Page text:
- Jenn Gill
Do your heels hurt when you run?
Are your heels a little achy when you wear flip flops?
Do your first few steps out of bed in the morning cause severe pain in the heel of your foot?
If you answered YES to any of these questions, you may have plantar fasciitis (fashee-EYE-tiss). It is an overuse injury affecting the sole or flexor surface (plantar) of the foot. A diagnosis of plantar fasciitis means you have inflamed the tough, fibrous band of tissue (fascia) connecting your heel bone to the base of your toes.
Runners are notoriously at risk for this injury because they often have very tight calf muscles. People with very flat feet or very high arches are also more prone to plantar fasciitis. Wearing appropriate running shoes and SUPERfeet inserts can help prevent plantar fasciitis. The next time you're in the store, we can show you the different SUPERfeet and which one would be the best suited for you.
The condition starts gradually with mild pain at the heel bone which feels like you have a bruise. You're more likely to feel it after (not during) exercise. The pain classically occurs again when you get up from sitting at your desk for some time.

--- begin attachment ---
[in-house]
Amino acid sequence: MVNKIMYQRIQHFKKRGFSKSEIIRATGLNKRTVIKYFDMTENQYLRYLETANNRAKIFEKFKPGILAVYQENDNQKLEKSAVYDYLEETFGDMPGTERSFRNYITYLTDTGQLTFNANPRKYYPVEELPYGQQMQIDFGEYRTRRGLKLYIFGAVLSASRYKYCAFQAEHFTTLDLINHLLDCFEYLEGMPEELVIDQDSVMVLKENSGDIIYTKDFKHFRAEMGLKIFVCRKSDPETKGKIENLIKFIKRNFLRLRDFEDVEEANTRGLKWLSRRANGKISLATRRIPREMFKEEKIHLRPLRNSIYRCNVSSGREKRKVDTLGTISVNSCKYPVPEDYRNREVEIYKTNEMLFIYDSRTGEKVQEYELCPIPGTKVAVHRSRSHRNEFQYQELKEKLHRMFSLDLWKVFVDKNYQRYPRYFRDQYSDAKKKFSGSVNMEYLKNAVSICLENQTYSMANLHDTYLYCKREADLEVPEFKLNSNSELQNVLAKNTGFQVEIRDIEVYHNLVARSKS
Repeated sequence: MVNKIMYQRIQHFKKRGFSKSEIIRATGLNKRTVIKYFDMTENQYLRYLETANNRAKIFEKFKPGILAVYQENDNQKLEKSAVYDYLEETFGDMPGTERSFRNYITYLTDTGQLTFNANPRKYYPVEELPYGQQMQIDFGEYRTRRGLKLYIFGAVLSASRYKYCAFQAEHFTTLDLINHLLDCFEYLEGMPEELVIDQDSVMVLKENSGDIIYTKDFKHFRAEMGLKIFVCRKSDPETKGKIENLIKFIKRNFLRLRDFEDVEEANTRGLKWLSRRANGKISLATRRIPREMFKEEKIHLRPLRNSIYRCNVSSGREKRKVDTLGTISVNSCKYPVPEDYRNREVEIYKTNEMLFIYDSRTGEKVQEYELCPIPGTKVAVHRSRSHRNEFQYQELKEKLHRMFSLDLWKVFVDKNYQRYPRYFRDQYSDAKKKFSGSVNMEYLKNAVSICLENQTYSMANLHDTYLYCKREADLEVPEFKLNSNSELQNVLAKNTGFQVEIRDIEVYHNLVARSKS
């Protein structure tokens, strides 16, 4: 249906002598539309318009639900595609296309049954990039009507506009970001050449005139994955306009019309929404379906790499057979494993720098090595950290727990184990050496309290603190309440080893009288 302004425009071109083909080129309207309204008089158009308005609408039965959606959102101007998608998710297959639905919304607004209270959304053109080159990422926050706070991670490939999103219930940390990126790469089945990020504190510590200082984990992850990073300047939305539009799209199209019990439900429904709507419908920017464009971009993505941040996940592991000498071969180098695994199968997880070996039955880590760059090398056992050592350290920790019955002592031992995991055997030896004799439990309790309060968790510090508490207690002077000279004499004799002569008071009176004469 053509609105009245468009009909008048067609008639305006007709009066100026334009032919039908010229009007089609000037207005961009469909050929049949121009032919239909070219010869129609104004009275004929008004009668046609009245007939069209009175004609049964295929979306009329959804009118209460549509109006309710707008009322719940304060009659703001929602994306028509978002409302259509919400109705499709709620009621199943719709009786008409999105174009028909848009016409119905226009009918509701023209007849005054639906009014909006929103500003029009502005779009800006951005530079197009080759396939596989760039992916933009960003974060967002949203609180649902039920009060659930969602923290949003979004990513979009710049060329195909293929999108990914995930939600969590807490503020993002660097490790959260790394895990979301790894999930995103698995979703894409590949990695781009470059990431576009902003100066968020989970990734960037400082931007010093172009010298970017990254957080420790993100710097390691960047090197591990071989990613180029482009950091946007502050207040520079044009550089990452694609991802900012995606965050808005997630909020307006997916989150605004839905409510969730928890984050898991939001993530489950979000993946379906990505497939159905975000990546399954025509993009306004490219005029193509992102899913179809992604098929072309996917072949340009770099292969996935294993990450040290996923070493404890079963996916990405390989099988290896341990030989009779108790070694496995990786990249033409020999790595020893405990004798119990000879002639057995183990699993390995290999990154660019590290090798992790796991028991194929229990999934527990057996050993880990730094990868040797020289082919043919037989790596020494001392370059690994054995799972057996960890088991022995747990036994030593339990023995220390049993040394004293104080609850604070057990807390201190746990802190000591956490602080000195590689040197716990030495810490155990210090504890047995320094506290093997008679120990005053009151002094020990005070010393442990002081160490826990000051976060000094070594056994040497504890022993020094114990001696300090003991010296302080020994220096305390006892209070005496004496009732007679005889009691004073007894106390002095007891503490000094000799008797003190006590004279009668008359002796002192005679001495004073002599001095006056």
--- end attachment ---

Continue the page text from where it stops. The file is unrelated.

If you don't treat plantar fasciitis, it may become a chronic condition. You may not be able to keep up your level of activity and you may also develop symptoms of foot, knee, hip and back problems because of the way plantar fasciitis changes the way you walk. You can also develop a heel spur which requires surgery to be removed.
REST is the first treatment for plantar fasciitis. Try to keep weight off your foot until the inflammation goes away. You can also apply ice to the sore area for 20 minutes three or four times a day to relieve your symptoms. You can also simply roll your foot alongside a Trigger Point Therapy ball. This will massage the tissue that's inflamed and can help to ease some of the pain.
Proper stretching is key to loosening those tight calf muscles. Ask us about stretches the next time you're in the store. We can make some great suggestions that are easy to do at home.
A great way to stretch the plantar fascia is to wear a Strassburg Sock or feetures! sleeve when resting or sleeping. This lightweight but very effective device will keep your plantar fascia stretched effortlessly. You can wear the sock when you are watching television, reading in bed or just plan sleeping! We typically have a great supply in the store due to doctor referrals, so come in and start feeling better.
Strengthening your calf muscles and arches are also important in preventing plantar fasciitis. You can take your socks and shoes off and write the alphabet in the air with your toes. You can pick up a towel with your toes. You can also stand on your tip toes and lower down to the ground. Repeat about 5-10 times on each foot.
By being diligent in your stretching, strengthening and other preventative measures, you may avoid plantar fasciitis from ever derailing your running!